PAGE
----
The law is influx on this point. The author would not be surprised if within a year that the courts’ views will shift again.
The courts continue to throw a substantive resources at a problem that defies solution, namely the alienation between child and parent following separation.
When the whole of a family is torn apart, the ragged edges of the division chew up emotions, goodwill and family cohesion. Scars are left on all concerned, including the children.
Those scars can leave for various reasons difficulties in a continuing relationship between parent and child. The trust that the child had in the family unit is completely disturbed and at times children, who can be very moralistic and judgmental,will find one parent wanting. At times, with the prompting of one parent or another, the children may have extremely strained or completely alienated relationships from one of their parents.
This leads to finger pointing. Is it alienation on the part of the custodial parent or as often responded is the alienation actually caused by the other parent’s conduct?Is it alienation or is it estrangement?
Extremely difficulty to rectify. The courts are driven by what is in the child’s best interest and the primary belief that the child should have a strong relationship with both parents for their sense of self-worth. One clumsy solution is reconciliation counseling. The concept is a multi-day therapy intervention program such as Families Moving Forward. This is a Toronto based program that attempts to repair relationships where there has been alienation.
This is an expensive process and its results are uncertain. The question is whether or not the court has the authority to force a parent to attend such a program. The decisions are all over the map. A senior judge in Thunder Bay, D.C. Shaw in Barrett vs. Huver felt that there was limited authority for the court to order attendance and participation inreconciliation counseling. In another decision E.T. vs. L.D., a court of equal seniority held a contrary view. In the Williamson case of the British Court of Appeal it felt that only with expert evidence would the court order family reunification therapy. We also have Justice Jarvis’ decision in Testani, who felt that there was such jurisdiction within the court. The Ontario Court of Appeal weighed in on inKaplanispointing out the absence of any specificlegislative authority. However, there remainsthe courts inherent jurisdiction, as parenspatriae, also known as the court remaining as the ultimate parent of all children within its jurisdiction.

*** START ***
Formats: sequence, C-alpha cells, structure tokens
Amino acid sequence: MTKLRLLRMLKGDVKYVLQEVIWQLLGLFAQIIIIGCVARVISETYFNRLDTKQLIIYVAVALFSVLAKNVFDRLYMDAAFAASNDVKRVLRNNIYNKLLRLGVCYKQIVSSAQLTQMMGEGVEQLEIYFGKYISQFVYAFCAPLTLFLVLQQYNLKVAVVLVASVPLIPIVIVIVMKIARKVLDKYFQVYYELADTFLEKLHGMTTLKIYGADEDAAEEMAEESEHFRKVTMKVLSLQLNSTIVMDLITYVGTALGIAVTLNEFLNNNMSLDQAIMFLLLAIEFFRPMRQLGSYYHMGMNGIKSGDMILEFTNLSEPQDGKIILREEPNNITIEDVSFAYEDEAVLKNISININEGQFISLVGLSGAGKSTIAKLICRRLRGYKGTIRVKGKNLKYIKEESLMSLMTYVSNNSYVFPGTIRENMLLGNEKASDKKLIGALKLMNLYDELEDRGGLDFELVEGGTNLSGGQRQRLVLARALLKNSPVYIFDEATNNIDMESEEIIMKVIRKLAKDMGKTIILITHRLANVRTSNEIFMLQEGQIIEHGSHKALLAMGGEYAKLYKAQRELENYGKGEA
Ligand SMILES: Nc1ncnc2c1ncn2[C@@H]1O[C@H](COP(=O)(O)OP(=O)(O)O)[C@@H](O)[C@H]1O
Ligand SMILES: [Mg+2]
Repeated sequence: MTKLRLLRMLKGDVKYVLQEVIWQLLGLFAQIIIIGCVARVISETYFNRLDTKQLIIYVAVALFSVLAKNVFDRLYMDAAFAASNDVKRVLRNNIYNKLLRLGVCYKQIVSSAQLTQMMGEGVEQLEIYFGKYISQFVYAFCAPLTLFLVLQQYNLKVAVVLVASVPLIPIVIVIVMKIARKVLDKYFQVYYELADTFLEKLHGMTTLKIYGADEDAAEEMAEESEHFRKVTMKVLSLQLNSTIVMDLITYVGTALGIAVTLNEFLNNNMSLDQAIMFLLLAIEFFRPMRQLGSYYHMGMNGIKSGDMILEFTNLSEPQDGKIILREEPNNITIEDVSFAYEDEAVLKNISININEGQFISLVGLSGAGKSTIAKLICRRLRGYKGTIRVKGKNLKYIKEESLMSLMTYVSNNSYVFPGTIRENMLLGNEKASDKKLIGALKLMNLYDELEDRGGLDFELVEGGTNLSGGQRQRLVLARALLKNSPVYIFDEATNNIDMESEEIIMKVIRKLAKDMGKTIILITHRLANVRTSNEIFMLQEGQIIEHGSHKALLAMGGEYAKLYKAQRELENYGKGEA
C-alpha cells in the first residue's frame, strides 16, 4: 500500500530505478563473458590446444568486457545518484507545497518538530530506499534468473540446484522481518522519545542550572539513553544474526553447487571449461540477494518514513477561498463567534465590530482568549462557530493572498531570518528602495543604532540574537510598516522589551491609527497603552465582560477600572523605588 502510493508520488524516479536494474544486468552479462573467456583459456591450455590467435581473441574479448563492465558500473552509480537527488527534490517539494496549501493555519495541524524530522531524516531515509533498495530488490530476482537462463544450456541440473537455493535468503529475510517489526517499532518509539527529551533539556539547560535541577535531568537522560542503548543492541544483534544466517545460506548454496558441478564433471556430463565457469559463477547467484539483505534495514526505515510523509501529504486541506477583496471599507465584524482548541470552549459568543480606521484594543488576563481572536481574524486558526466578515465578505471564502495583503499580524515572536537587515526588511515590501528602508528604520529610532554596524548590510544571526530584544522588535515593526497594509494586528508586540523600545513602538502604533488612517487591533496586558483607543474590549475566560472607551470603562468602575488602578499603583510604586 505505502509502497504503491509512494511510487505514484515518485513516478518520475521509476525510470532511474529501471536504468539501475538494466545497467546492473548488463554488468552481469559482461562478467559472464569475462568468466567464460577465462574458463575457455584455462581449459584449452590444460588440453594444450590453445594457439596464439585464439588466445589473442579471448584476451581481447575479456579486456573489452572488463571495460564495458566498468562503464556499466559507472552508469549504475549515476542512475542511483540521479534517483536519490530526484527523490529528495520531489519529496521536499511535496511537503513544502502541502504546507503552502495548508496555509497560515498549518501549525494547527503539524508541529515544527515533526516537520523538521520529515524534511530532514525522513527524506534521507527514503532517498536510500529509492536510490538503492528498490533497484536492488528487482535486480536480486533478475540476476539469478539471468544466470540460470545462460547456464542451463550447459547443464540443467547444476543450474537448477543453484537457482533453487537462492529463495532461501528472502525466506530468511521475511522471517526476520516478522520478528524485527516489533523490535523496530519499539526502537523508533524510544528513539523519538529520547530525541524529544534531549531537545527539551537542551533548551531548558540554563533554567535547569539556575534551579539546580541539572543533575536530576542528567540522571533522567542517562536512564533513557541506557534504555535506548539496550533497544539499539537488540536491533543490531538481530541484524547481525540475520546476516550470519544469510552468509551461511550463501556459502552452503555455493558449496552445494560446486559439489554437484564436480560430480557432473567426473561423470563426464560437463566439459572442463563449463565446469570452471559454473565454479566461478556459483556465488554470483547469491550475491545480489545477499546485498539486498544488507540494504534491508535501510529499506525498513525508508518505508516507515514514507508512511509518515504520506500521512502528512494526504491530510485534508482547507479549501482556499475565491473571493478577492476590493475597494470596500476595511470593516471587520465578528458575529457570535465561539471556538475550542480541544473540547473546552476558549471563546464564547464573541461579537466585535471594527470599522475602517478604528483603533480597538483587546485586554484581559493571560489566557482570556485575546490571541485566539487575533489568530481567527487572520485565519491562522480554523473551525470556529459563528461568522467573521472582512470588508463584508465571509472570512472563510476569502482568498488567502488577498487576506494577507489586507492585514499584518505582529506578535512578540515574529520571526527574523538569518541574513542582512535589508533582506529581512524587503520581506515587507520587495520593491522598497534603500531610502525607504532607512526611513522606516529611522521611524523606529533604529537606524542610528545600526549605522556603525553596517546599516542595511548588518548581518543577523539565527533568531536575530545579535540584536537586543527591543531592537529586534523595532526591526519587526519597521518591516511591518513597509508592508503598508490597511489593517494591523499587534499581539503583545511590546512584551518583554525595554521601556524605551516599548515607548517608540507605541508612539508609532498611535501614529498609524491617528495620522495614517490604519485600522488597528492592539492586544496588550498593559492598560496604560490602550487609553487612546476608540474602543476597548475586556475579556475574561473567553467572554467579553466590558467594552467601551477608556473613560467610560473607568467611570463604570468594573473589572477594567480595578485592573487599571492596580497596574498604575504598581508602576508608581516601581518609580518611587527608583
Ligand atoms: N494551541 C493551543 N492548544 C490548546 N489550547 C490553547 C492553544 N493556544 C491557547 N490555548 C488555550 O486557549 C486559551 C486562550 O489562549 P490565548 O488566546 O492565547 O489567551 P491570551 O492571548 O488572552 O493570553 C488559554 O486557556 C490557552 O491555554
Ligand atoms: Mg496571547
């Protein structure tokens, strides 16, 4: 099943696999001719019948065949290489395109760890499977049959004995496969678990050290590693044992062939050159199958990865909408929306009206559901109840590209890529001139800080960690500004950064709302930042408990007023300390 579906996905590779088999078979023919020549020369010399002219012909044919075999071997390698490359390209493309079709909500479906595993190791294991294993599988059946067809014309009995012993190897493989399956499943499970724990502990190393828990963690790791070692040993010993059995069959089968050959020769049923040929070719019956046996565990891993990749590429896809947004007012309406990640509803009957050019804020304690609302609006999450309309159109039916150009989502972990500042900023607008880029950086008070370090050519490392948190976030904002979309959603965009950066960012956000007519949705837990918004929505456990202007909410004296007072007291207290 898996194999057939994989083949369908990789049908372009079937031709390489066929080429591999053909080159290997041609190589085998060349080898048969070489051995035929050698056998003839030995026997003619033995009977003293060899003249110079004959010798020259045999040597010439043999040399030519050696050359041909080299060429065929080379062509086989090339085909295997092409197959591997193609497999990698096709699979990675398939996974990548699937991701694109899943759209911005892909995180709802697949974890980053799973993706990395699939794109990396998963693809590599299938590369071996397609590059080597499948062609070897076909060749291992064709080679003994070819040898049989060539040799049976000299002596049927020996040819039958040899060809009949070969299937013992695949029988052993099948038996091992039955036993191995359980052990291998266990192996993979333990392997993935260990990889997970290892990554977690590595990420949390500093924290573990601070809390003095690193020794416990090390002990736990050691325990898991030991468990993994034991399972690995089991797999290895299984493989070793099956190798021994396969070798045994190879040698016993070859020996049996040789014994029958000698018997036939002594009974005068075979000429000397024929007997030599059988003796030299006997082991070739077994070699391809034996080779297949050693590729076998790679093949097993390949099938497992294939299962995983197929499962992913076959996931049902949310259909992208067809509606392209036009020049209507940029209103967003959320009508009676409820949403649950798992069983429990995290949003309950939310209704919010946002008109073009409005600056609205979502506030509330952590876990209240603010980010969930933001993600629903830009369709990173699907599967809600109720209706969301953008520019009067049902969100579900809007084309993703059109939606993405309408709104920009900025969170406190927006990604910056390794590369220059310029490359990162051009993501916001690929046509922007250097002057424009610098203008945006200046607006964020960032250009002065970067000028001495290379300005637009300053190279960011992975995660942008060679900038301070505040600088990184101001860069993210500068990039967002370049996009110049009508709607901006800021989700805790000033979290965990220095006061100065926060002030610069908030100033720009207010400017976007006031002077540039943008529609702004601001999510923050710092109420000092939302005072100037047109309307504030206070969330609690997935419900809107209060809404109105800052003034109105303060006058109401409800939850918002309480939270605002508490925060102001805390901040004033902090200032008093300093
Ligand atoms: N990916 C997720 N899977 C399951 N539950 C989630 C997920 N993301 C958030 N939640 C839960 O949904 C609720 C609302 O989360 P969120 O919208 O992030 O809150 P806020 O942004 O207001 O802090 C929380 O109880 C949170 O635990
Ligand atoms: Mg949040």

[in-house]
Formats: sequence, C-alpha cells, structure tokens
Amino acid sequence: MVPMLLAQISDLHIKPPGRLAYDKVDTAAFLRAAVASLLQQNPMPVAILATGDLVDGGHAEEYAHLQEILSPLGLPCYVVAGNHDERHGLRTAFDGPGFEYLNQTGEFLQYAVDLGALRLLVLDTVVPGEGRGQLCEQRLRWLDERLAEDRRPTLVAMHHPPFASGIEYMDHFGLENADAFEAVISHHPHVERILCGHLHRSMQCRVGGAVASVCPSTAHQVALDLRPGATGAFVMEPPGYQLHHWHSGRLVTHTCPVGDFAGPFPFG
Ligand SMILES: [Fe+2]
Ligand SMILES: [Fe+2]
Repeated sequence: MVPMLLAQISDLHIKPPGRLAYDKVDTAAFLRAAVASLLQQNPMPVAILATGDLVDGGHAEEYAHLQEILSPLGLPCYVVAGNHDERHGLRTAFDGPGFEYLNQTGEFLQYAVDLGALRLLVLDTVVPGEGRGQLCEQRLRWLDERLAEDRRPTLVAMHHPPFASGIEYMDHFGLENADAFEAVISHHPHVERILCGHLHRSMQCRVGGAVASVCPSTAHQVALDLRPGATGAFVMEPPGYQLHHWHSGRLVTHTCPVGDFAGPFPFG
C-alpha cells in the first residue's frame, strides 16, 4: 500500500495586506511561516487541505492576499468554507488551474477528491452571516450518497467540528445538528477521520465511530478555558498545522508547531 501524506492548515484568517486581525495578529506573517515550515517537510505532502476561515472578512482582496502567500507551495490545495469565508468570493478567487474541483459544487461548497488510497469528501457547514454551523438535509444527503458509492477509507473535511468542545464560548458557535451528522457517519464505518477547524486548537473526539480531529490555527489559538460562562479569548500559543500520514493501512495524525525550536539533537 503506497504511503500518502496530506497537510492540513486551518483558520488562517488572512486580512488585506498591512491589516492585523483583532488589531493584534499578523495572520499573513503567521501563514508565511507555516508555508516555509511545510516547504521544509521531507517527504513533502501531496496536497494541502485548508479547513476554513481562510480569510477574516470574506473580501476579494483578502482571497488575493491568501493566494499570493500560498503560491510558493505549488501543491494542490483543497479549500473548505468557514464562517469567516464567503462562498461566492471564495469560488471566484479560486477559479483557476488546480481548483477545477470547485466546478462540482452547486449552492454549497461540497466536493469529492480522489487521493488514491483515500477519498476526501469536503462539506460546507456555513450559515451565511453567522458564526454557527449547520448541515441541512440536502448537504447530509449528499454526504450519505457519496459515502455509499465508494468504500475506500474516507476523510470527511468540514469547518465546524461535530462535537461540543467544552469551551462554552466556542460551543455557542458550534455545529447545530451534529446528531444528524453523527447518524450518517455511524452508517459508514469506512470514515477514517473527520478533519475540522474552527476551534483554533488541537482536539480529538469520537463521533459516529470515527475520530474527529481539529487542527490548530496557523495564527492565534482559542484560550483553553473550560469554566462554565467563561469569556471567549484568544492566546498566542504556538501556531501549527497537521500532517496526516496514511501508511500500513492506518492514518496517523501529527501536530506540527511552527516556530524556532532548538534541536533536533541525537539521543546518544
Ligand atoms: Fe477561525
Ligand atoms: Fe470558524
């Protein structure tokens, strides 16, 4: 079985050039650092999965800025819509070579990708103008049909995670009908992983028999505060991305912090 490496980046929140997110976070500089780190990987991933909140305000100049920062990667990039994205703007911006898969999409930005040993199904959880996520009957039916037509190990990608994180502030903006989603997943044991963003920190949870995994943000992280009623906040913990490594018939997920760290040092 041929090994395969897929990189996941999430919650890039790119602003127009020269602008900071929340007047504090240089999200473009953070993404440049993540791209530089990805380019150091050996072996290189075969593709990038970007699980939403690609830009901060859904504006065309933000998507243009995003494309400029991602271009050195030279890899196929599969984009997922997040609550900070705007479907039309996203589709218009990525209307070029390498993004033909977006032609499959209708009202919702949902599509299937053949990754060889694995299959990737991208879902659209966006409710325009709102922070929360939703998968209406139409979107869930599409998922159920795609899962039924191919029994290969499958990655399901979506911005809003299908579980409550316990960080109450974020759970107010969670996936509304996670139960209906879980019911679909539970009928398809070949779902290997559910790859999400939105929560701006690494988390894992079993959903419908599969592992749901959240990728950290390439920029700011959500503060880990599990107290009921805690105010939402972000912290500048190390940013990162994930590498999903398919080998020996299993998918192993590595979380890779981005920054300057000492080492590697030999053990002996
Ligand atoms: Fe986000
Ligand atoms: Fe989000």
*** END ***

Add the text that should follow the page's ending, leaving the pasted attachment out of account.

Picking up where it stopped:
Another wrinkle is whether or not participation in a reconciliation therapy program is a medical treatment, which requires one to consent to under the Health Care Consent Act, Section 10.
We conclude with now retired Justice Quinn, whom in this author’s view is the Canadian Lord Denning. For those who still have all of their hair and eye sight, I explain who Lord Denning was. Lord Denning was a senior English judge, famous for broadening the law in many different areas and writing insightful and ground breaking decisions. Lord Denning had an almost cult following amongst lawyers throughout the Commonwealth. While Justice Quinn does not enjoy similar fame, his numerous illuminating decisions especially in the area of family law are legendary. Justice Quinn in the Brunie decision, pointed out the limitation of the courts in dealing with parties in high conflict custodial and access problems. “The function of family court is not change people, but to dispose of their disputes at a given point in time. I preside over a court not a church”.
If I may paraphrase Justice Quinn, the judicial system is severely hobbled in dealing with human problems of desire, conduct and goodwill. It is good at moving money around, not so good in adjusting one’s soul and temperament.